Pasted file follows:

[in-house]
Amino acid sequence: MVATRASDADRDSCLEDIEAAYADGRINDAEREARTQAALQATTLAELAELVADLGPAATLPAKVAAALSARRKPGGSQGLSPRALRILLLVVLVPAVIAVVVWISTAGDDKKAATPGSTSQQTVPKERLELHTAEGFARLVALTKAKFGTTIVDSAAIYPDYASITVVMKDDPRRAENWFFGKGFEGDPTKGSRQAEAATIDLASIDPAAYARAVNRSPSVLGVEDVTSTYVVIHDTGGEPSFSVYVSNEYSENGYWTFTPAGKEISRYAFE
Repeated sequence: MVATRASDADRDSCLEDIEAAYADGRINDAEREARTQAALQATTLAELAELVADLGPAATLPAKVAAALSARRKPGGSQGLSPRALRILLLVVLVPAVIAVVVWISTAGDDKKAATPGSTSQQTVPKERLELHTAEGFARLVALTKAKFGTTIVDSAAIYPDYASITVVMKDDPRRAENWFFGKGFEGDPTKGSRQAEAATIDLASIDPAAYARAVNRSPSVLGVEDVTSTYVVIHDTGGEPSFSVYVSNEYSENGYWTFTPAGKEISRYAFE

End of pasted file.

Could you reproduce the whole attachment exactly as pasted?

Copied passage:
[in-house]
Amino acid sequence: MVATRASDADRDSCLEDIEAAYADGRINDAEREARTQAALQATTLAELAELVADLGPAATLPAKVAAALSARRKPGGSQGLSPRALRILLLVVLVPAVIAVVVWISTAGDDKKAATPGSTSQQTVPKERLELHTAEGFARLVALTKAKFGTTIVDSAAIYPDYASITVVMKDDPRRAENWFFGKGFEGDPTKGSRQAEAATIDLASIDPAAYARAVNRSPSVLGVEDVTSTYVVIHDTGGEPSFSVYVSNEYSENGYWTFTPAGKEISRYAFE
Repeated sequence: MVATRASDADRDSCLEDIEAAYADGRINDAEREARTQAALQATTLAELAELVADLGPAATLPAKVAAALSARRKPGGSQGLSPRALRILLLVVLVPAVIAVVVWISTAGDDKKAATPGSTSQQTVPKERLELHTAEGFARLVALTKAKFGTTIVDSAAIYPDYASITVVMKDDPRRAENWFFGKGFEGDPTKGSRQAEAATIDLASIDPAAYARAVNRSPSVLGVEDVTSTYVVIHDTGGEPSFSVYVSNEYSENGYWTFTPAGKEISRYAFE